Hufvudstadsbladet

Hufvudstadsbladet (abbr. Hbl) is the highest-circulation Swedish-language newspaper in Finland. Its headquarters is located in Helsinki, the capital of Finland.[1] The name of the newspaper translates approximately into "Journal of the Capital",[2] hufvudstad (modern spelling huvudstad) being the 19th-century Swedish spelling for capital. The newspaper is informally also called Husis or Höblan.

Hufvudstadsbladet
Hufvudstadsbladet.png
Hufvudstadsbladet front page, 10 June 2011
TypeDaily newspaper
FormatCompact
Owner(s)Föreningen Konstsamfundet Association
PublisherKSF Media
EditorSusanna Landor (since 2016)
Founded1864; 157 years ago (1864)
LanguageSwedish
HeadquartersHelsinki
Circulation36,719 (2014)
Websitewww.hbl.fi

History and profileEdit

Hufvudstadsbladet was founded by in 1864,[3][4] and the first edition was published on 5 December the same year. The founder was August Schauman.[5] During the late 19th century, the paper was the highest-circulation newspaper in Finland.

In 1920 the company Hufvudstadsbladets Förlag och Tryckeri AB was founded to operate the newspaper. The company's principal owner and chief executive officer was Amos Anderson, who would also serve as editor-in-chief of the newspaper between 1922 and 1936. Konstsamfundet (approx. The Art Foundation), founded by Andersson in 1940, took over ownership of Hufvudstadsbladet in 1945, and has wholly owned the newspaper since.

Hufvudstadsbladet has an independent and liberal stance.[6] It is owned by Foreningen Konstsamfundet Association[6] and is published by the KSF Media Group.[7][8] The group also publishes Västra Nyland, Östra Nyland, Hangötidningen, Borgåbladet and Loviisan Sanomat.[9]

One of the significant interviews published in Hufvudstadsbladet was with the Swedish Prime Minister Olof Palme in December 1984.[10] In response to a question Palme stated that Swedish people would choose the Social Democratic Party in the next election due to the fact that it represented the traditional policy of neutrality unlike the other parties in Sweden.[10] His remarks caused tension in Sweden, and the Swedish paper, Svenska Dagbladet, republished the interview and argued that Olof Palme should resign due to his answer.[10]

In the Spring of 2004 Hufvudstadsbladet changed its format from broadsheet to tabloid.[11][12] In the same year it became Finland's tenth highest circulating newspaper.

In 2006 Hufvudstadsbladet was named Europe's Best Newspaper and awarded European Newspaper Award in the category of local paper plus.[11]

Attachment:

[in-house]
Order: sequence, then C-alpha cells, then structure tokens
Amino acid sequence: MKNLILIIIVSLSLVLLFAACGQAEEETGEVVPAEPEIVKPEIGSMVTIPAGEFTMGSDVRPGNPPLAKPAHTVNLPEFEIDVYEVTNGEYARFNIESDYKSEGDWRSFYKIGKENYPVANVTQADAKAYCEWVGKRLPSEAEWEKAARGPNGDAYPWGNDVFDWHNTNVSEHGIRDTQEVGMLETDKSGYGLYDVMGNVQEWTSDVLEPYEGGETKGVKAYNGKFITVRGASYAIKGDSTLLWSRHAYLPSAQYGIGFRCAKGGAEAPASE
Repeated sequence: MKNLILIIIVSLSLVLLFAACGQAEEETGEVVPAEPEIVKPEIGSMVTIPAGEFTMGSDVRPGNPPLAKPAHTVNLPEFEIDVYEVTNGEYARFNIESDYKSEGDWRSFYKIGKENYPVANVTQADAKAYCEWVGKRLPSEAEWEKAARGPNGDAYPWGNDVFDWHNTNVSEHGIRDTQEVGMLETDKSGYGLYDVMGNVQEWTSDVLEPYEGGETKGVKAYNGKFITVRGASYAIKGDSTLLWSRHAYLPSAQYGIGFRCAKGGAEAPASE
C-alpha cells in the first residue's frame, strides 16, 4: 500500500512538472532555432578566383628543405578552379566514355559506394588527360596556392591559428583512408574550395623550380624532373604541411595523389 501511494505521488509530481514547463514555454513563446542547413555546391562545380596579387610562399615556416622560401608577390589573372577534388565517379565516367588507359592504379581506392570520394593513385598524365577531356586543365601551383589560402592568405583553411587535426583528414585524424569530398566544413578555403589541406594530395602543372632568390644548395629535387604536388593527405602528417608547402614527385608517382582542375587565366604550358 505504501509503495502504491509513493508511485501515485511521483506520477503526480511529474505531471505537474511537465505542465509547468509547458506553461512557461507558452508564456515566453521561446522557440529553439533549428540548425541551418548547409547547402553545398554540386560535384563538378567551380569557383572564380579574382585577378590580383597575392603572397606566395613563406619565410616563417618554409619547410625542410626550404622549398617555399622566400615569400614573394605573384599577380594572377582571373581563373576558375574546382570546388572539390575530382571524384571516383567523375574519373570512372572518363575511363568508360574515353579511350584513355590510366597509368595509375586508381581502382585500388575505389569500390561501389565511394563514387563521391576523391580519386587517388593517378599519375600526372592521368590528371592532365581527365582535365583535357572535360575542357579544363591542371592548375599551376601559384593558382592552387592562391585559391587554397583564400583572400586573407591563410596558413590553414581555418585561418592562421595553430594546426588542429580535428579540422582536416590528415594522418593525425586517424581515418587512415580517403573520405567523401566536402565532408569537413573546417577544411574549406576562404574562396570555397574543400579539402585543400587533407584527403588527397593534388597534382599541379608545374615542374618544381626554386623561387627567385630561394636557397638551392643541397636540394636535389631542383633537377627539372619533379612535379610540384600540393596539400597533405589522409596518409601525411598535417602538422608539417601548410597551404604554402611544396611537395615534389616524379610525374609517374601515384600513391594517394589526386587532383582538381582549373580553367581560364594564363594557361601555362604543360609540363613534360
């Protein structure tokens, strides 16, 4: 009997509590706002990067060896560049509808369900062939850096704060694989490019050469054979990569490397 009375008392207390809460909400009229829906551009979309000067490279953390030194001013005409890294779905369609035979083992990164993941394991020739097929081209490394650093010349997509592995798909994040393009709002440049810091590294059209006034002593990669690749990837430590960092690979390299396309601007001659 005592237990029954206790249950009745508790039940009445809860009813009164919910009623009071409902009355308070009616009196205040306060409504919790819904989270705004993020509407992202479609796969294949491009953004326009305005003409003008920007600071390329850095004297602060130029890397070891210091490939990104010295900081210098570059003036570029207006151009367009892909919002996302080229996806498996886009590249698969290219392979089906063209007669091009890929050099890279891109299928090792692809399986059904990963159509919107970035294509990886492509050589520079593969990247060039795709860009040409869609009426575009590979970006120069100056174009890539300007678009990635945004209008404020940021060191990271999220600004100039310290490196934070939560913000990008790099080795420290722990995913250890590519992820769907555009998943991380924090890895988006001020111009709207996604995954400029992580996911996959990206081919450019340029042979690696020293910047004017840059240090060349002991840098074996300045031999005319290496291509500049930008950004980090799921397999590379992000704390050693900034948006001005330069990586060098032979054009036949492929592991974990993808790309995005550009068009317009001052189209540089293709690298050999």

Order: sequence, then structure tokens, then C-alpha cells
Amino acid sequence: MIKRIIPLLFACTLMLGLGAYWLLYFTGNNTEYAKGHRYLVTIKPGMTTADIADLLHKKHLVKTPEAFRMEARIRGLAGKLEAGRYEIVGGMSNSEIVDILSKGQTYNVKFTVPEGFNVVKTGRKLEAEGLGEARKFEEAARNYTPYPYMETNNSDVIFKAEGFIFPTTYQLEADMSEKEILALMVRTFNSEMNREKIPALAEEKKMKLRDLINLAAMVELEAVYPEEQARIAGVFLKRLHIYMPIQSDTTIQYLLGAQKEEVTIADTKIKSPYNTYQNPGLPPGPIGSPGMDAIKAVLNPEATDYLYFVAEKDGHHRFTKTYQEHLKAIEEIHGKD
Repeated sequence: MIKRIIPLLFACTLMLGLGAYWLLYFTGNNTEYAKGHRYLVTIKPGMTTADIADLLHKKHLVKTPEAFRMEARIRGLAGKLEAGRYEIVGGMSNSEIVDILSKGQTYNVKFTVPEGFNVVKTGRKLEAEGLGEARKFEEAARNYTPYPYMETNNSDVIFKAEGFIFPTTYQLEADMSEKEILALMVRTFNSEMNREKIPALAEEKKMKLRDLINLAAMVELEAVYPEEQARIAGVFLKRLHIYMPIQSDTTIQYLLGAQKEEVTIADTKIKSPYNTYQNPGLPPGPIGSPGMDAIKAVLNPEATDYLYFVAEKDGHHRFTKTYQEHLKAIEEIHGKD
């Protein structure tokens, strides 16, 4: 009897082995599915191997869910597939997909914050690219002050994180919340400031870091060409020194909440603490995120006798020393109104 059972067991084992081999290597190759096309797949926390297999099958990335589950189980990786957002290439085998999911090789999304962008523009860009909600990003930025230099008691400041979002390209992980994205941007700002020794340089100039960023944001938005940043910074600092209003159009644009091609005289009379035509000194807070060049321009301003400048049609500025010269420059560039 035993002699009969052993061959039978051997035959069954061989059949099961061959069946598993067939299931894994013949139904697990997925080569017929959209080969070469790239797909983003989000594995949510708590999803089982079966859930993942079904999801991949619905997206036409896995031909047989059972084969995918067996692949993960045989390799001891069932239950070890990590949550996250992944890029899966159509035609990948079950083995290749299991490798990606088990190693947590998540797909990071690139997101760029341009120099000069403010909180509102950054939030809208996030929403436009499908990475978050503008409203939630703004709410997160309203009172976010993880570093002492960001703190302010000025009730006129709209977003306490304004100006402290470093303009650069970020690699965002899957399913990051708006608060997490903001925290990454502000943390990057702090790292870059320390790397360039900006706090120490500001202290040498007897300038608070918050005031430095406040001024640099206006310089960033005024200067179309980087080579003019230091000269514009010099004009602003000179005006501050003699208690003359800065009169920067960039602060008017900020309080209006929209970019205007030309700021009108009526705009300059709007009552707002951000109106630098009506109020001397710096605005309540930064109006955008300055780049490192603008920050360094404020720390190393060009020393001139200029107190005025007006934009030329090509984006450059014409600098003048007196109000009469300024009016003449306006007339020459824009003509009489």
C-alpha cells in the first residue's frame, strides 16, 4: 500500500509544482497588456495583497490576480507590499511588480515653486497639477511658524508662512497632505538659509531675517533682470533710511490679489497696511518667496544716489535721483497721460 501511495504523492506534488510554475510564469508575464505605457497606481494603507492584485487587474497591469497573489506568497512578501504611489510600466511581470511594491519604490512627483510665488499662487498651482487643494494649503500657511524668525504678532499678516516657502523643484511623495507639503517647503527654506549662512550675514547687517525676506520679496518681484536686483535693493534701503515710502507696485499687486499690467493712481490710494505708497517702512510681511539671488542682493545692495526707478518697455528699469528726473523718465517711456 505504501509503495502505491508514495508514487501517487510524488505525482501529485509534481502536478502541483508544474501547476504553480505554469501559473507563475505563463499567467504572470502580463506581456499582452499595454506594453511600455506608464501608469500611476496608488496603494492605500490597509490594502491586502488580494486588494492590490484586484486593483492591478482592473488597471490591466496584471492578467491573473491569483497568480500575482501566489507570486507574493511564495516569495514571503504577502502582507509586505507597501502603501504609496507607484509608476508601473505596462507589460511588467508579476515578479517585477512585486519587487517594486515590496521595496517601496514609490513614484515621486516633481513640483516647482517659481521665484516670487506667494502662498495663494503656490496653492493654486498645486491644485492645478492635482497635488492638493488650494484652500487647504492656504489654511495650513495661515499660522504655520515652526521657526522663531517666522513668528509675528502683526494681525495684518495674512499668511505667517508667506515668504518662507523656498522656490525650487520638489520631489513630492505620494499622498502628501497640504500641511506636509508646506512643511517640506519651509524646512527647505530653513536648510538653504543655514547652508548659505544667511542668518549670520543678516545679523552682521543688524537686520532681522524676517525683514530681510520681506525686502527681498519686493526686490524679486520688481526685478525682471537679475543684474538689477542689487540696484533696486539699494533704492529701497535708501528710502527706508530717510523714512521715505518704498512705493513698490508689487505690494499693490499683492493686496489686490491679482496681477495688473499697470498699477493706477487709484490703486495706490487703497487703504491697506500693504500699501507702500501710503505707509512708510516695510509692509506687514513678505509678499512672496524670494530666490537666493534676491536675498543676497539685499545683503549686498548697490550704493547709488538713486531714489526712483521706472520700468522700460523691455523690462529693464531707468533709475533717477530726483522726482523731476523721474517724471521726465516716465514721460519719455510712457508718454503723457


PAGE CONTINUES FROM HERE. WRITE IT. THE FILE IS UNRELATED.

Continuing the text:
A weekly supplement called Vision (television and radio programming information) is distributed with the newspaper on Thursdays. From August 2006 to May 2010 Hbl also published a full-colour weekly magazine called Volt with focus on lifestyle, features and photography. During its existence Volt was awarded more than 30 design prizes, much thanks to the visionary skills of AD Jesper Vuori.[citation needed]

In January 2014 Hufvudstadsbladet started a digital evening edition, Hbl Kväll, which is updated daily at 4 pm.[9]

CirculationEdit

In 1900 Hufvudstadsbladet had a circulation of 17,500 copies.[13] However, in the 1920s its circulation fell behind Helsingin Sanomat and the gap between them continued in favor of the latter.[13]

In 1996 the circulation of Hufvudstadsbladet was 59,206 copies.[14] The paper had a circulation of 36,719 copies in 2014.[15]

ReferencesEdit

  1. ^ "Finland country profile". BBC. 7 March 2012. Retrieved 8 January 2015.
  2. ^ Svennik H⊘yer (2003). "Newspapers without journalists". Journalism Studies. 4 (4): 451–463. doi:10.1080/1461670032000136550.
  3. ^ The Europa World Year Book 2003. Taylor & Francis. 10 July 2003. p. 1613. ISBN 978-1-85743-227-5. Retrieved 20 November 2014.
  4. ^ Oskar Bandle; Kurt Braunmuller; Ernst-Hakon Jahr; Allan Karker; Hans-Peter Naumann; Ulf Teleman (2005). The Nordic Languages 2: An International Handbook of the History of the North Germanic Languages. Walter de Gruyter. p. 1487. ISBN 978-3-11-017149-5. Retrieved 24 November 2014.
  5. ^ Susanna Fellman; Pirkko Leino-Kaukiainen (2006). "Business or Culture? Family Firms in the Finnish Media Business in the 20th Century". Scandinavian Economic History Review. 54 (3): 259. doi:10.1080/03585520600973618. S2CID 154070344.
  6. ^ a b "Hufvudstadsbladet" (PDF). European Association of Daily Newspapers in Minority and Regional Languages. Archived from the original (PDF) on 20 December 2014. Retrieved 20 December 2014.
  7. ^ Jyrki Jyrkiäinen (2009). "Newspaper Chains in Finland 1993–2010". Journal of Media Business Studies. 9 (2): 7–25. doi:10.1080/16522354.2012.11073541. S2CID 167749530.
  8. ^ "Hufvudstadsbladet". Publicitas. Retrieved 20 December 2014.
  9. ^ a b Lars Ørhøj (31 January 2014). "Record Readership for Digital Evening Paper". Visiolink. Retrieved 7 January 2015.
  10. ^ a b c "Swedish Daily Calls on Palme To Resign as Prime Minister". The New York Times. Stockholm. AP. 9 December 1984. ProQuest 196403. Retrieved 10 October 2021.
  11. ^ a b "Europe's most innovative newspaper 2006: De Morgen". Oberauer. 17 November 2006. Retrieved 6 March 2015.
  12. ^ "From Broadsheet to Tabloid" (PDF). University of Tampere. January 2014. Retrieved 19 December 2014.
  13. ^ a b Kenneth Douglas McRae; Mika Helander; Sari Luoma (1999). Conflict and Compromise in Multilingual Societies: Finland. Wilfrid Laurier Univ. Press. p. 315. ISBN 978-0-88920-347-1.
  14. ^ "Swedish in Finland". Universitat Oberta de Catalunya. 17 April 1998. Retrieved 7 January 2015.
  15. ^ "Circulation Statistics 2014" (PDF). Levikintarkastus Oy - Finnish Audit Bureau of Circulations. Archived from the original (PDF) on 30 May 2015. Retrieved 30 May 2015.

External linksEdit